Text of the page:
Also its not necessarily decades off, I will be officially a small time developer as soon as this deal closes in January meaning I went from punk ass college kid to "developer" (albeit small scale right now) in less than 5 years. And I'm still only 23...
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  #12  
Old Posted Dec 7, 2010, 3:43 PM
ChiTownCity ChiTownCity is offline
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^ Thanks NowhereMan now that'll definitely help me out! I work much more aggressively when I get clear descriptions. I currently know a couple people personally that work in the real estate department (not sure exactly what do they do but I'll ask). I also currently own a property (not mines but my mom's and we were renovating it but started accumulating too much debt. Currently renting out another one), so I'll have 1 property to work on when I get this ball rolling. Do you have any recommendations for schools that may be a good choice? Where did you graduate from? I would still like to head to NY for school, but now it doesn't seem like that'll be a good idea...
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  #13  
Old Posted Dec 7, 2010, 4:36 PM
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^ I'd advise being VERY careful accumulating any student loan debt. $50-100k in student loans (both the debt on your credit report and the monthly payments from your budget) will be a substantial hindrance when you're trying to get loans for multi-unit buildings, put down cash to pick up a vacant lot, and so on.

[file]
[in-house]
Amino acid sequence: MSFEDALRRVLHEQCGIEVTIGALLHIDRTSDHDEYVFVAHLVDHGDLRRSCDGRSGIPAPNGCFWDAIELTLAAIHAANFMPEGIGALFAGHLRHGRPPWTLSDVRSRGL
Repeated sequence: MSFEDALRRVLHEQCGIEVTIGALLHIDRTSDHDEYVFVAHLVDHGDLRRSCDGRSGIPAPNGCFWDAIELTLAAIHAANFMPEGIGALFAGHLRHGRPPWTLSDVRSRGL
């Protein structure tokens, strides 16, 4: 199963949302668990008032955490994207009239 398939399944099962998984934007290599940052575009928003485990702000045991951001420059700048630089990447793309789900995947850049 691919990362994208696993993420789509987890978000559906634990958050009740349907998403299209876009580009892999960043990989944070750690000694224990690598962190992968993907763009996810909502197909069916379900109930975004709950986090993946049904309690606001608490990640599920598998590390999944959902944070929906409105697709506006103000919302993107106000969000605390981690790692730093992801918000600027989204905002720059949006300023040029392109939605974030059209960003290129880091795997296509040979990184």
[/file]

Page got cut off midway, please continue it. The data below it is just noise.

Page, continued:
In general, I think the advice has been sound: start small, building a portfolio of smaller rental properties. These act as collateral and as cash flow to support you gradually moving to bigger and bigger projects.

Balance your "free work" (which youre doing for fun and your own advancement) with the fact that you will actually need some income to get in the game --- you'll need some cash for those vacant lots, and as a down payment on that first three-flat.

Last edited by VivaLFuego; Dec 7, 2010 at 4:48 PM.
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  #14  
Old Posted Dec 7, 2010, 4:42 PM
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PSS: The only developers that I know of who have an architecture degree are David Hovey and Antonvich. Architecture is a very uncommon way to get into the business.